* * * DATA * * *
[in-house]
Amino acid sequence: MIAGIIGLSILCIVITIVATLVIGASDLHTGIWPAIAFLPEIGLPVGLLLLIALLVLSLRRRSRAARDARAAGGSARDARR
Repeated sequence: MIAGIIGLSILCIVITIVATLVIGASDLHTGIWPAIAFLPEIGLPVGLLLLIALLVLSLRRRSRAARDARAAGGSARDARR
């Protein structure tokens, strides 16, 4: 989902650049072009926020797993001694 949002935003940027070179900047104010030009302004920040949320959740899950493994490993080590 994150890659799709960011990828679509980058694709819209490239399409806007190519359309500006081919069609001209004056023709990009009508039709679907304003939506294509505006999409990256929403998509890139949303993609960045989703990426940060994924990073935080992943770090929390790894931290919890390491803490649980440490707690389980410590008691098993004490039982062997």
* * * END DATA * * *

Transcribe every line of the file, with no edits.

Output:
[in-house]
Amino acid sequence: MIAGIIGLSILCIVITIVATLVIGASDLHTGIWPAIAFLPEIGLPVGLLLLIALLVLSLRRRSRAARDARAAGGSARDARR
Repeated sequence: MIAGIIGLSILCIVITIVATLVIGASDLHTGIWPAIAFLPEIGLPVGLLLLIALLVLSLRRRSRAARDARAAGGSARDARR
């Protein structure tokens, strides 16, 4: 989902650049072009926020797993001694 949002935003940027070179900047104010030009302004920040949320959740899950493994490993080590 994150890659799709960011990828679509980058694709819209490239399409806007190519359309500006081919069609001209004056023709990009009508039709679907304003939506294509505006999409990256929403998509890139949303993609960045989703990426940060994924990073935080992943770090929390790894931290919890390491803490649980440490707690389980410590008691098993004490039982062997």